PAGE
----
Not too long ago, esteemed journalist and papal biographer George Weigel wrote a compelling book summarizing the increasingly secularism of France.
The book is aptly titled “The Cube and The Cathedral,” as it highlights a culture which praises, in Weigel’s words, “a fearless cube” – a modern architectural masterpiece – over the Notre Dame Cathedral. His introductory question for readers of the book is this: “Which culture, [the one of the cube or the one of the cathedral], would better protect human rights?”
Just a few years after this book has been published, Pope Benedict has taken this question to action. Recognizing this chasm between the secular and the religious faithful, but the common goal of both to protect humanity, the Holy Father has called for increased dialogue between Christians and non-believers in an initiative he is calling “The Courtyard of Gentiles.”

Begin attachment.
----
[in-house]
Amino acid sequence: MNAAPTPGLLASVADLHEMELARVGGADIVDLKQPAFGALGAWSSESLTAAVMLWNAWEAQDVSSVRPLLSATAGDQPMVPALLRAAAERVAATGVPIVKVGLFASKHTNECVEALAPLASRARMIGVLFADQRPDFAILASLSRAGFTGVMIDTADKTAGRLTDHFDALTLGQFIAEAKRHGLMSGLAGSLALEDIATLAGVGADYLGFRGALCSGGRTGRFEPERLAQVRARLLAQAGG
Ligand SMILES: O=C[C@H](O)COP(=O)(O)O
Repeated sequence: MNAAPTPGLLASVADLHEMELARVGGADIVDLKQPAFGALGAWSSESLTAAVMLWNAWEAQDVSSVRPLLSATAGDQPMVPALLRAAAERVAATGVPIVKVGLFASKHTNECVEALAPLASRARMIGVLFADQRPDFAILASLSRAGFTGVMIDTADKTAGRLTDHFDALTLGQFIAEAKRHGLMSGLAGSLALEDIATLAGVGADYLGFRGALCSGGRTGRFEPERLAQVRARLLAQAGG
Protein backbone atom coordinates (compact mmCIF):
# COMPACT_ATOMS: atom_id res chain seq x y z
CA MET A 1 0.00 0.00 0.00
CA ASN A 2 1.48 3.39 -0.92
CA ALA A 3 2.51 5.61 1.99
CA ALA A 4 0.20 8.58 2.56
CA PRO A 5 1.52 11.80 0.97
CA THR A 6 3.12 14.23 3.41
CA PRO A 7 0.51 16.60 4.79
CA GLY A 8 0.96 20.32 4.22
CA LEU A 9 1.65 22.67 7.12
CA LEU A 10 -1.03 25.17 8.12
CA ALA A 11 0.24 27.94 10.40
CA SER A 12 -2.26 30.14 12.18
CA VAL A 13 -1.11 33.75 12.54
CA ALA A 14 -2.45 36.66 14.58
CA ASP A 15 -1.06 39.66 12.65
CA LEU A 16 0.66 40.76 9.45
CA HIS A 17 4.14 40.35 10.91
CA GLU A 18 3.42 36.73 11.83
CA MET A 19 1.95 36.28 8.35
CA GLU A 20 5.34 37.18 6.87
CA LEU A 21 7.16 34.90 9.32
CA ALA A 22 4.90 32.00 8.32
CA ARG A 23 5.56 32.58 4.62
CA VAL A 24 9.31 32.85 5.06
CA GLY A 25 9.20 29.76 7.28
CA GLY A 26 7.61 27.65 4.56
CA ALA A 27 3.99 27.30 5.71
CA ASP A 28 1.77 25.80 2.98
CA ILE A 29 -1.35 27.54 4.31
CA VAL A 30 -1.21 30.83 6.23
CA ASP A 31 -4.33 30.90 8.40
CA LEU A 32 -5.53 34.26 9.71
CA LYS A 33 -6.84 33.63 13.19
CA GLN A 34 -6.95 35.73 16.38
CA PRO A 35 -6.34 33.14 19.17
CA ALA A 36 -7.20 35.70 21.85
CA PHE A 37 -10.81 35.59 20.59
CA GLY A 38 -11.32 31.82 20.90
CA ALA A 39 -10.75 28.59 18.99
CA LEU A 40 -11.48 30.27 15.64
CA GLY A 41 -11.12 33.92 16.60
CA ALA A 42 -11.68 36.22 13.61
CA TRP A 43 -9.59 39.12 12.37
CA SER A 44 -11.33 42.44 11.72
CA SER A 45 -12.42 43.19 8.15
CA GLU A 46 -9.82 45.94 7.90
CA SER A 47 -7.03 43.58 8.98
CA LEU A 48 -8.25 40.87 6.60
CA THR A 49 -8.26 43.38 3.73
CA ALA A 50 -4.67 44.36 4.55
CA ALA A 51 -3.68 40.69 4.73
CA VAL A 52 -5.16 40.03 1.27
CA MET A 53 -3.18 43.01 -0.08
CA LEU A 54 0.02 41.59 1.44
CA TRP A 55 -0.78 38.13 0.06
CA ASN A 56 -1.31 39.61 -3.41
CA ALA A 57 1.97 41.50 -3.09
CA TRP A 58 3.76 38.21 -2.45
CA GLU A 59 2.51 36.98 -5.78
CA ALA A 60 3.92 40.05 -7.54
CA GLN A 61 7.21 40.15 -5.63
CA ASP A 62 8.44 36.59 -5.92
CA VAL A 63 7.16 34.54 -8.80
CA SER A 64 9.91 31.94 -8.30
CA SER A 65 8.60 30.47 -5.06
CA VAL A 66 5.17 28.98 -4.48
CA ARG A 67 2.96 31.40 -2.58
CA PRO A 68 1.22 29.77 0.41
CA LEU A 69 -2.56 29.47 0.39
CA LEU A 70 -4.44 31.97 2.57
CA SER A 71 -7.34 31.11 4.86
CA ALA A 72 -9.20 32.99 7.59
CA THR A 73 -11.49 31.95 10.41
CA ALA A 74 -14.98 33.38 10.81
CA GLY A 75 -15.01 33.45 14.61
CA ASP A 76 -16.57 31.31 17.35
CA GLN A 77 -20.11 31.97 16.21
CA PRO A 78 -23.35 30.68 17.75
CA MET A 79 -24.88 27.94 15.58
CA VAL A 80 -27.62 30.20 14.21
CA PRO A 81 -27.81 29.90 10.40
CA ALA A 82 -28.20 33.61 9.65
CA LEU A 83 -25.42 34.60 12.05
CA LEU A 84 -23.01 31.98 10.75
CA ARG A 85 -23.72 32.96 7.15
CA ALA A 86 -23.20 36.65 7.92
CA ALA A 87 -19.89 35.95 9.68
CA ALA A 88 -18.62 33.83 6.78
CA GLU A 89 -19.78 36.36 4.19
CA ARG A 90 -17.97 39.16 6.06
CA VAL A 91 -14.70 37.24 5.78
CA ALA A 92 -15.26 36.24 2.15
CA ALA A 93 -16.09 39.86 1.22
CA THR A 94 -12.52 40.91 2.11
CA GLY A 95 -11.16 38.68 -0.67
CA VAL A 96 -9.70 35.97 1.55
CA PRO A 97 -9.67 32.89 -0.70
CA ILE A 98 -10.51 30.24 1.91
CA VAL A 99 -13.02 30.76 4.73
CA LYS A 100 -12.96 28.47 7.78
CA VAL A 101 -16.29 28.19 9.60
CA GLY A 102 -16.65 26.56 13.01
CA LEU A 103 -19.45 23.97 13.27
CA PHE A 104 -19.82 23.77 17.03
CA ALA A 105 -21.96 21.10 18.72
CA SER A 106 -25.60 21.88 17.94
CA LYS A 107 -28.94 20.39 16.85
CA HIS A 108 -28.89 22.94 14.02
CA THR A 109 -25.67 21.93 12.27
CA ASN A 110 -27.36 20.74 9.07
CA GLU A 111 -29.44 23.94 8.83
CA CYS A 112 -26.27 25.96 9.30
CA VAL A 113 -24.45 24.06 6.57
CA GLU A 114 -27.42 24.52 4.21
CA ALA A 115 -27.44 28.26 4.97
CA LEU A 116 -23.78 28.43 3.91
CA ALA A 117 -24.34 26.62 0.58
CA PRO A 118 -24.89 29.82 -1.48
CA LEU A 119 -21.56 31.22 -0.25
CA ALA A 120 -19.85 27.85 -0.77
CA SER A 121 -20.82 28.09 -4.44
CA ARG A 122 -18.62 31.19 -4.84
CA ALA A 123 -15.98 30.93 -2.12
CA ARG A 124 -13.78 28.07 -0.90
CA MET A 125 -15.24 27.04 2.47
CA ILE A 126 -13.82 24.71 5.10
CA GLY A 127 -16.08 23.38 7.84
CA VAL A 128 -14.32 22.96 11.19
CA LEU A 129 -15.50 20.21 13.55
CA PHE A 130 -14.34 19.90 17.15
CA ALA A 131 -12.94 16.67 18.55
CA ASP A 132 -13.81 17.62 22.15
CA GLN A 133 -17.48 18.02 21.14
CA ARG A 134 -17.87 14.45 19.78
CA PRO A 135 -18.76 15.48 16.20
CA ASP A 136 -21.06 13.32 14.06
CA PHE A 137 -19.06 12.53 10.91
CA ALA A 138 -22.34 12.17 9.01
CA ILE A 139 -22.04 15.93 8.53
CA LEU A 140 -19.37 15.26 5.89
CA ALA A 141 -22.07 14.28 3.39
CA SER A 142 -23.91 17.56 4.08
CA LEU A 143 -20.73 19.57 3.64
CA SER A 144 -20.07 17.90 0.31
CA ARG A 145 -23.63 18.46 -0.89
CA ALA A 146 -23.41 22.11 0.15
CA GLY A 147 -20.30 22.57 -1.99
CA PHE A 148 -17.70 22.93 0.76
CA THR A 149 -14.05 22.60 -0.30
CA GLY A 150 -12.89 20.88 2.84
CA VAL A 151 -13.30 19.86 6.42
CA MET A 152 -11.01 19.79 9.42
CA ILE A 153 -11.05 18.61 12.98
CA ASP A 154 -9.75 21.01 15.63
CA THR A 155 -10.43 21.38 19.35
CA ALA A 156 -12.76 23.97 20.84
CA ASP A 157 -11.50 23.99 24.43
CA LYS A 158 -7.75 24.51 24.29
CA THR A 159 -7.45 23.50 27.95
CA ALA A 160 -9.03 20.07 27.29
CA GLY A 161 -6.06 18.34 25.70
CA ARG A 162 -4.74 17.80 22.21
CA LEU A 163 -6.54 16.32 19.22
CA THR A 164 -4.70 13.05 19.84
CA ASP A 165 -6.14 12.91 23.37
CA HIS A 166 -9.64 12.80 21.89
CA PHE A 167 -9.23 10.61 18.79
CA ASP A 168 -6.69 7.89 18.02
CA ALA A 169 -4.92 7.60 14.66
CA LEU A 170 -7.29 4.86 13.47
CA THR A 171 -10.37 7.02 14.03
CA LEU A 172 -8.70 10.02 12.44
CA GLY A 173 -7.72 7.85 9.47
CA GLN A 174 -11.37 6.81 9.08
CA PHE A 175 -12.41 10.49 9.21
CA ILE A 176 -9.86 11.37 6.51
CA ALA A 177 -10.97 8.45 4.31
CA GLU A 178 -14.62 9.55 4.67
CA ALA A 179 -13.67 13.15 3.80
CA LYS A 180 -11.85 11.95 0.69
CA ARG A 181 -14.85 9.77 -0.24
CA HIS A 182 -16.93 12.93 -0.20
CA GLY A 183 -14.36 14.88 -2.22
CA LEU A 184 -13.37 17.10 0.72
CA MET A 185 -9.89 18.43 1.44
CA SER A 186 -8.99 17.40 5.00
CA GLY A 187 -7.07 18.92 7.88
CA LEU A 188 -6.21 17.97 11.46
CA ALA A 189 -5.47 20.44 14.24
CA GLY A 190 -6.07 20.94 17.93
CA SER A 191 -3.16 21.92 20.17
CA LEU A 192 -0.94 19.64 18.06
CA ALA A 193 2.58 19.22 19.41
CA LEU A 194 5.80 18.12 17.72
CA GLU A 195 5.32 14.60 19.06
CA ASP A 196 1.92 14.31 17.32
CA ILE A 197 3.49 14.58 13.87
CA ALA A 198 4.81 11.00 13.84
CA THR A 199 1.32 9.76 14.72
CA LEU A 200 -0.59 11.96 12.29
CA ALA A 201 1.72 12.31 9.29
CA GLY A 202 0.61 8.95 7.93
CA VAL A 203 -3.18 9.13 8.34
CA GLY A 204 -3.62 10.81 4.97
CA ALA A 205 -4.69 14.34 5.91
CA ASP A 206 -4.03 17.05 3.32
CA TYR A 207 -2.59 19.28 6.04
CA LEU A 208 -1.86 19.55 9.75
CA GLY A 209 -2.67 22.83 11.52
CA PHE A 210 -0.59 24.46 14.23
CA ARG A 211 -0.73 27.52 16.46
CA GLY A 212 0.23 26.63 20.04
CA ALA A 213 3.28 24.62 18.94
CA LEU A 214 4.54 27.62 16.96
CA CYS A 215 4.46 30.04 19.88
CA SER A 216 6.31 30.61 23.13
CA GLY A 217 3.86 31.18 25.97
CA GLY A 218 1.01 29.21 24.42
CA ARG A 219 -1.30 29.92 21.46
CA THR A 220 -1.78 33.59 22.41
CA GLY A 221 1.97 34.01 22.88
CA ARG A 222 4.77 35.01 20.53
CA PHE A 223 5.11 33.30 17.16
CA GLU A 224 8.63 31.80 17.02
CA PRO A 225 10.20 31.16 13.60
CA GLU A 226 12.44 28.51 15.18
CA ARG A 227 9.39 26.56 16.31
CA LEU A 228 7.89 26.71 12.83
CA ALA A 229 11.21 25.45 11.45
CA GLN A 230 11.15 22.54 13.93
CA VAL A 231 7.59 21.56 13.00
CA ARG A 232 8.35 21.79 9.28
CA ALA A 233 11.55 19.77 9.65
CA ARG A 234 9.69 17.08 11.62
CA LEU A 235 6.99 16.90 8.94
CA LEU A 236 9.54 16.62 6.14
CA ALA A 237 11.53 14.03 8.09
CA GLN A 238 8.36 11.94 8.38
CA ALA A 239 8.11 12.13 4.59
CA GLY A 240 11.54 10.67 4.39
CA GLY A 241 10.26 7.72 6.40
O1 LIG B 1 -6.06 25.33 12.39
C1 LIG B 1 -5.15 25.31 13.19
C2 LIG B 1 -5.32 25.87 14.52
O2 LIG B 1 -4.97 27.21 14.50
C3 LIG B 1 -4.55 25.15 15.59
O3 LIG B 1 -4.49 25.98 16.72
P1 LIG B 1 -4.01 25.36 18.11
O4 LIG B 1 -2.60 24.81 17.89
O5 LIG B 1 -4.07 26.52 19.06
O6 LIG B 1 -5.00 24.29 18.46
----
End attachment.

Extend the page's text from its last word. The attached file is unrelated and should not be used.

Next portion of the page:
A radical initiative in an increasingly secular time, and the pope’s remarks at the closing of the first summit indicate the need for this work.
“Dear friends, you must build bridges between one another. You must seize the opportunity that has been given you to seek, in the depths of your consciences and through solid and well-reasoned reflection, the ways to a profound dialogue. You have so much to say to one another. Do not close your consciences before the challenges and problems facing you.
“I deeply believe that the encounter between faith and reason enables man to discover himself. But all too often reason is warped by the pressure of interests and the lure of profit, which it is forced to recognize as the ultimate criterion. The search for truth is not easy. And if each of us is called to make a courageous decision in favor of truth, this is because there are no shortcuts to the happiness and beauty of a perfect life. Jesus says as much in the Gospel: ‘The truth will make you free.’
And free we will be if we can start with our commonalities in our dialogue for the protection of life.